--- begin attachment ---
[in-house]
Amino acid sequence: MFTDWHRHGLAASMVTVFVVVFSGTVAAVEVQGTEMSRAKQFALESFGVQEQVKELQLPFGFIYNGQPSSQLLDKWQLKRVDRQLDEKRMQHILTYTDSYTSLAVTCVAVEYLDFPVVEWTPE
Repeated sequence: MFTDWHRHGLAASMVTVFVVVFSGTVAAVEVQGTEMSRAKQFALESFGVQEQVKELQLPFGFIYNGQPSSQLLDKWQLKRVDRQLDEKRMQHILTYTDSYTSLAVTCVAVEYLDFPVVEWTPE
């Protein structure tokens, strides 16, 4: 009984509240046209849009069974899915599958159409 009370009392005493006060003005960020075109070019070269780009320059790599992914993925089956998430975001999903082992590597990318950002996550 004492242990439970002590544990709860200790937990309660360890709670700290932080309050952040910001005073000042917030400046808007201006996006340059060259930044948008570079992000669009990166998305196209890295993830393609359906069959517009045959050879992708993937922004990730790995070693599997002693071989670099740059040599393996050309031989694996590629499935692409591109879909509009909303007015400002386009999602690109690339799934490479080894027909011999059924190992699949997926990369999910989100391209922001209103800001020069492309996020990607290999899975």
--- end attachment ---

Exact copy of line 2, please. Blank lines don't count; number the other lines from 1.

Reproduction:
Amino acid sequence: MFTDWHRHGLAASMVTVFVVVFSGTVAAVEVQGTEMSRAKQFALESFGVQEQVKELQLPFGFIYNGQPSSQLLDKWQLKRVDRQLDEKRMQHILTYTDSYTSLAVTCVAVEYLDFPVVEWTPE